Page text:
Hamilton wrote…THE OTHER FIFTY-ONE.

A counterpart medley with Hamilton, Eliza, and Angelica results in one of the most beautiful chords in the show.

Jaw-drop musical moment.

It’s no “Yorktown,” but I’ll take it.

 

“The Reynolds Pamphlet”

I’ve alluded to my dislike of the Hamilton character.

I drafted an entire essay on my feelings, but I lost interest.

If any of you were curious about my hatred, this song is the moment I lost all sympathy for the jerk that is A. Ham.

His affair discovered, Hamilton admits to the whole thing…without apologizing.

His defense amounts to, “Y’all, I cheated on my wife, BUT I DIDN’T COMMIT TREASON. I’M A GOOD, MORAL PERSON. Sure, I’ve done bad things, but not THAT bad!”

He COMPLETELY disregards Eliza’s feelings with this decision.

Also, THIS is how you spin the situation? Instead of owning up to things, you DEFEND YOUR CHARACTER?

UUUUUGGGGGHHHHH.

To watch the other characters (including Burr, Jefferson, Madison, and KING GEORGE) rip into Hamilton feels so GOOD.

And I love how scandalized everyone is by Hamilton’s misdeeds. “In his own house? DAMN!”

The peanut gallery comments during Angelica’s solo are my favorite.

Let’s talk about Angelica’s takedown of Hamilton:

The dude HONESTLY thinks Angelica has arrived to save his reputation.

Angelica reminds him of Eliza’s feelings (and continued existence, THANK YOU FOR REMEMBERING) during this ordeal.

Her brutal, “I’m not here for you,” healed my soul.

He’s never gonna be president now. That’s one less thing to worry about.

BUT AT LEAST HE WAS HONEST WITH OUR MONEY.

 

“Burn”

In general, I don’t love Eliza Schuyler’s songs.

Some of the Hamilton marketing leans on the love story aspect and I’m not into it.

And, for least favorite songs, “Helpless” is definitely one.

STILL, this song knocked out my beloved “One Last Time” in terms of emotional impact.

I like that Eliza doesn’t put up with Hamilton’s betrayal.

Hamilton’s affair is the last straw in a series of disappointments for Eliza. She burns all Hamilton’s corroborating correspondence and abandons attempts to fix their union.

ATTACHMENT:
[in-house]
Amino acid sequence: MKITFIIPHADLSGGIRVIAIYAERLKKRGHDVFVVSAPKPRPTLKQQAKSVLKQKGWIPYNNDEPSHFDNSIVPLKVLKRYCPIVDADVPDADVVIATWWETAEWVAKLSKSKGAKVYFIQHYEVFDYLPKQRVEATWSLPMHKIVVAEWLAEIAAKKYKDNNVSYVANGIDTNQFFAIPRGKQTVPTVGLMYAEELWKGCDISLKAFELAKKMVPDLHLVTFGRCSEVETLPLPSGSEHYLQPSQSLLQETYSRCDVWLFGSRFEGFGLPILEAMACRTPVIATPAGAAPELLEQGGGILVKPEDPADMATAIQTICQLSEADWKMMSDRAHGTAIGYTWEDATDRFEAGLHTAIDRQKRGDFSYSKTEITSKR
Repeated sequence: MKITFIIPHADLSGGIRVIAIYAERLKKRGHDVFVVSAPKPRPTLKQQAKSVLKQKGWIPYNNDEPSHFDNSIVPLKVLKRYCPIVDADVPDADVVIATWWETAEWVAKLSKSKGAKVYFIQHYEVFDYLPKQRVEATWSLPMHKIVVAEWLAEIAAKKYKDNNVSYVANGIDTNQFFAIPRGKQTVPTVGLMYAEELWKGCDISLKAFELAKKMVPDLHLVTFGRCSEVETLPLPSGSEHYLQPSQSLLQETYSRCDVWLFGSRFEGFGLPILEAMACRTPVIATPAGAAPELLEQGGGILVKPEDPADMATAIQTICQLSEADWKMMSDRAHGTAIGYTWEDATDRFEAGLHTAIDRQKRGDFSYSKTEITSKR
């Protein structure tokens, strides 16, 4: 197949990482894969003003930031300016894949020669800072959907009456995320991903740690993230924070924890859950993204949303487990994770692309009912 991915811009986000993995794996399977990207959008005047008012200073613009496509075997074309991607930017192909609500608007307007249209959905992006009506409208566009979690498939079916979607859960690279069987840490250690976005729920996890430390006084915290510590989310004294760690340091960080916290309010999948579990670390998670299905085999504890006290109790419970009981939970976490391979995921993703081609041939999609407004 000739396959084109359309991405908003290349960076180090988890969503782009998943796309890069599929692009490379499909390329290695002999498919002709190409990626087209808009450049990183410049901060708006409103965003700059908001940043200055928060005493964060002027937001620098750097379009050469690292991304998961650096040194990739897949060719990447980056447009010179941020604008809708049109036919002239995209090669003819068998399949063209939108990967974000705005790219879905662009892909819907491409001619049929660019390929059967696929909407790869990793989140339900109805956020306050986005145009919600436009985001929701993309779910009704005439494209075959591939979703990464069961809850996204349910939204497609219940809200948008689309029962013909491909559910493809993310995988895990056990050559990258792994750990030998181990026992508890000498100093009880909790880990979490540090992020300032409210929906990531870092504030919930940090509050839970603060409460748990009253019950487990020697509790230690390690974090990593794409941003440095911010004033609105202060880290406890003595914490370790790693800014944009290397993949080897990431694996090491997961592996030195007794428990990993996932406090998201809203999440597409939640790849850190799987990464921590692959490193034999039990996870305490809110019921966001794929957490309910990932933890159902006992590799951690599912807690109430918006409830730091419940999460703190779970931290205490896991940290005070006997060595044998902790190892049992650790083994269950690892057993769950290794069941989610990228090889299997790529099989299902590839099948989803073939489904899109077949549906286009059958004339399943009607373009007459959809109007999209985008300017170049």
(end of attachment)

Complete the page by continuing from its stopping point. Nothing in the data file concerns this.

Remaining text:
I love the line, “You forfeit all rights to my heart.”

Though forgiveness comes later, Eliza sets boundaries here: Hamilton will not hurt her again after all he’s done.

NOW WHO’S FEELING HELPLESS?

 

“The Room Where it Happens”

At the Leslie Odom, Jr. concert I attended in October, the band opened with “Wait For It,” Aaron Burr’s signature Act 1 song.

I told my mom, “It probably won’t happen, but I want him to sing ‘The Room Where it Happens.'”

I didn’t want to get my hopes up. It’s a hard song to sing solo.

Y’all…it happened.

I lost all composure.

You want a good Aaron Burr solo?

In this song, he FINALLY admits what he wants.

The actor in the production I saw played it so well.

Before describing what he wanted, the Aaron Burr looked nervously around the stage.

His voice grows stronger as his desires become clearer.

HE WANTS TO BE IN THE ROOM WHERE IT HAPPENS.

From this moment, he tries to get there.

That’s character development.

Best character moment of the show. Fight me.

 

I left off some great songs that felt obvious and some good songs with additional powerful moments.

I want to know your favorites.

Defend “My Shot” or “Dear Theodosia.” Reorder my list. Get more Eliza songs on there.

Go ahead. Do it.

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Author:

She/her. 4w3. Lover of vegan cream cheese and performative angst. In 2014, tired of my pop culture rants, my mom told me, "You should start a blog!" In 2015, needing a place to gush about the new Star Wars trilogy, I created this site. In 2016, while working an insane schedule at the local bakery, I stopped writing. That same year, I moved to Seattle. Picture every fresh-faced young woman you've ever seen stepping out of a taxi in a movie. That was me...only with a lot more anxiety and shorter hair. Living here has been a trip. I'm not always happy, but I find plenty of stuff to write about. I love to call out, complain, overreact, analyze, and reimagine. This site contains the fruit of that labor.